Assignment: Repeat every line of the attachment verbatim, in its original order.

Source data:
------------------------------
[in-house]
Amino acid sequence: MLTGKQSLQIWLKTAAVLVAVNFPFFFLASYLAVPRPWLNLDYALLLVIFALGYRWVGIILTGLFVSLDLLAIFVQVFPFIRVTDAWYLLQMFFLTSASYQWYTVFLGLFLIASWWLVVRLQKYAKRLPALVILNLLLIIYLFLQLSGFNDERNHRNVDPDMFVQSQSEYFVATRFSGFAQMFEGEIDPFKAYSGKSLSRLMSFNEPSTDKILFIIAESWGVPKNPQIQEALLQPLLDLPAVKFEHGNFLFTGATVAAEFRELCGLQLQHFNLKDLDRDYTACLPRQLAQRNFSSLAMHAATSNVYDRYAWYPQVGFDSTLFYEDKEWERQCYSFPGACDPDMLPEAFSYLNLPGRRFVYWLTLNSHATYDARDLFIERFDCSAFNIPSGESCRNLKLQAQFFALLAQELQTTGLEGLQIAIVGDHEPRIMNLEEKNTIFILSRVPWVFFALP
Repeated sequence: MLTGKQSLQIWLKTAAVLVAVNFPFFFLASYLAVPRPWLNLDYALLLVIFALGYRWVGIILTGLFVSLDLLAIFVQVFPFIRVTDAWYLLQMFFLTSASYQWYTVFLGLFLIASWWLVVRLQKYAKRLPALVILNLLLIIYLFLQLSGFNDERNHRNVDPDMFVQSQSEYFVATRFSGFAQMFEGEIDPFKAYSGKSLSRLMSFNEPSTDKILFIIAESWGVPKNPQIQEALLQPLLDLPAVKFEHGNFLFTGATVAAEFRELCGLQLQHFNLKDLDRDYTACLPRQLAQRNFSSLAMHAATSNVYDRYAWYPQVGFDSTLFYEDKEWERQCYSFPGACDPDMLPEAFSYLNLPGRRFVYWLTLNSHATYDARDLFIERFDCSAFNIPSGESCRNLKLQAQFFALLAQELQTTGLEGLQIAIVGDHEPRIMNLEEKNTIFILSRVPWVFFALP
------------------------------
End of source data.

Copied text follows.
[in-house]
Amino acid sequence: MLTGKQSLQIWLKTAAVLVAVNFPFFFLASYLAVPRPWLNLDYALLLVIFALGYRWVGIILTGLFVSLDLLAIFVQVFPFIRVTDAWYLLQMFFLTSASYQWYTVFLGLFLIASWWLVVRLQKYAKRLPALVILNLLLIIYLFLQLSGFNDERNHRNVDPDMFVQSQSEYFVATRFSGFAQMFEGEIDPFKAYSGKSLSRLMSFNEPSTDKILFIIAESWGVPKNPQIQEALLQPLLDLPAVKFEHGNFLFTGATVAAEFRELCGLQLQHFNLKDLDRDYTACLPRQLAQRNFSSLAMHAATSNVYDRYAWYPQVGFDSTLFYEDKEWERQCYSFPGACDPDMLPEAFSYLNLPGRRFVYWLTLNSHATYDARDLFIERFDCSAFNIPSGESCRNLKLQAQFFALLAQELQTTGLEGLQIAIVGDHEPRIMNLEEKNTIFILSRVPWVFFALP
Repeated sequence: MLTGKQSLQIWLKTAAVLVAVNFPFFFLASYLAVPRPWLNLDYALLLVIFALGYRWVGIILTGLFVSLDLLAIFVQVFPFIRVTDAWYLLQMFFLTSASYQWYTVFLGLFLIASWWLVVRLQKYAKRLPALVILNLLLIIYLFLQLSGFNDERNHRNVDPDMFVQSQSEYFVATRFSGFAQMFEGEIDPFKAYSGKSLSRLMSFNEPSTDKILFIIAESWGVPKNPQIQEALLQPLLDLPAVKFEHGNFLFTGATVAAEFRELCGLQLQHFNLKDLDRDYTACLPRQLAQRNFSSLAMHAATSNVYDRYAWYPQVGFDSTLFYEDKEWERQCYSFPGACDPDMLPEAFSYLNLPGRRFVYWLTLNSHATYDARDLFIERFDCSAFNIPSGESCRNLKLQAQFFALLAQELQTTGLEGLQIAIVGDHEPRIMNLEEKNTIFILSRVPWVFFALP